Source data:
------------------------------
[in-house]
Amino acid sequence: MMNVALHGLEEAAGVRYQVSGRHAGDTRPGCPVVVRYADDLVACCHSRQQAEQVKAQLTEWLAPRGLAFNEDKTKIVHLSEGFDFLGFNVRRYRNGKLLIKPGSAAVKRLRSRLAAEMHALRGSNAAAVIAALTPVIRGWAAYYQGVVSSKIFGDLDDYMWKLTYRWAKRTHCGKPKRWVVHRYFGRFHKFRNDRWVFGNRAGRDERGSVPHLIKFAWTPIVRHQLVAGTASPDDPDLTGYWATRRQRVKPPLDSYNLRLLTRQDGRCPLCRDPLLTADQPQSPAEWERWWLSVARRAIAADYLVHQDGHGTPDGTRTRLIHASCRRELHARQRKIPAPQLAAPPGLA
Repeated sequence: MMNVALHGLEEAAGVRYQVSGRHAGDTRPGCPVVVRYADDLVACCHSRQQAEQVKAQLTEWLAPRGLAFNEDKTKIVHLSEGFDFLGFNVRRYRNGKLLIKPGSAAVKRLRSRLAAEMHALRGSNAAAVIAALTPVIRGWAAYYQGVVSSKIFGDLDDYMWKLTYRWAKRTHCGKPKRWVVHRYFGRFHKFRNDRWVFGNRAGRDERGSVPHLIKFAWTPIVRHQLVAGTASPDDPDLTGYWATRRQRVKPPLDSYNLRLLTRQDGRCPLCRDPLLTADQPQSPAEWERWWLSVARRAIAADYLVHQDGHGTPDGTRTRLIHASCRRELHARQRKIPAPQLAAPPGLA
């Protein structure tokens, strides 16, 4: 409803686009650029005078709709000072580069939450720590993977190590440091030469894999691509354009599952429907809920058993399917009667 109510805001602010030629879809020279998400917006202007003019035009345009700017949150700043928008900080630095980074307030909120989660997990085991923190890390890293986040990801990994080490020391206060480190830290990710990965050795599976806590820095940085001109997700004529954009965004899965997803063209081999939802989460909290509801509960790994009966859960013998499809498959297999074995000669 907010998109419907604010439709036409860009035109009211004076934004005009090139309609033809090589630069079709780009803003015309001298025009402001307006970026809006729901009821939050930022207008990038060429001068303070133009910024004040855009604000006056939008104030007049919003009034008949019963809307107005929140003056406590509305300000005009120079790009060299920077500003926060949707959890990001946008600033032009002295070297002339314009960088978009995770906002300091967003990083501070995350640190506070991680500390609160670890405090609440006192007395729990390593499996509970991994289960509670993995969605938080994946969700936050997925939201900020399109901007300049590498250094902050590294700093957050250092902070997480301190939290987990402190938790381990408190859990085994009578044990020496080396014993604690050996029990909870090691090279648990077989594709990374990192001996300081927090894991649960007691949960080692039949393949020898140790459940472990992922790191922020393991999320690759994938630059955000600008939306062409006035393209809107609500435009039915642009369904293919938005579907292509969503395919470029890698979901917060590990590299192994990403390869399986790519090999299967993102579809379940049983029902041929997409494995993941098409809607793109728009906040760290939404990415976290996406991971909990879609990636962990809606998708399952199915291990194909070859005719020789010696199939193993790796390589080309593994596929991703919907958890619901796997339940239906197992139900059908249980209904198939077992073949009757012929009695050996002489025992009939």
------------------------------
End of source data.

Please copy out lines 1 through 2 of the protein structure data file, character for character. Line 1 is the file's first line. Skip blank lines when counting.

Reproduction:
[in-house]
Amino acid sequence: MMNVALHGLEEAAGVRYQVSGRHAGDTRPGCPVVVRYADDLVACCHSRQQAEQVKAQLTEWLAPRGLAFNEDKTKIVHLSEGFDFLGFNVRRYRNGKLLIKPGSAAVKRLRSRLAAEMHALRGSNAAAVIAALTPVIRGWAAYYQGVVSSKIFGDLDDYMWKLTYRWAKRTHCGKPKRWVVHRYFGRFHKFRNDRWVFGNRAGRDERGSVPHLIKFAWTPIVRHQLVAGTASPDDPDLTGYWATRRQRVKPPLDSYNLRLLTRQDGRCPLCRDPLLTADQPQSPAEWERWWLSVARRAIAADYLVHQDGHGTPDGTRTRLIHASCRRELHARQRKIPAPQLAAPPGLA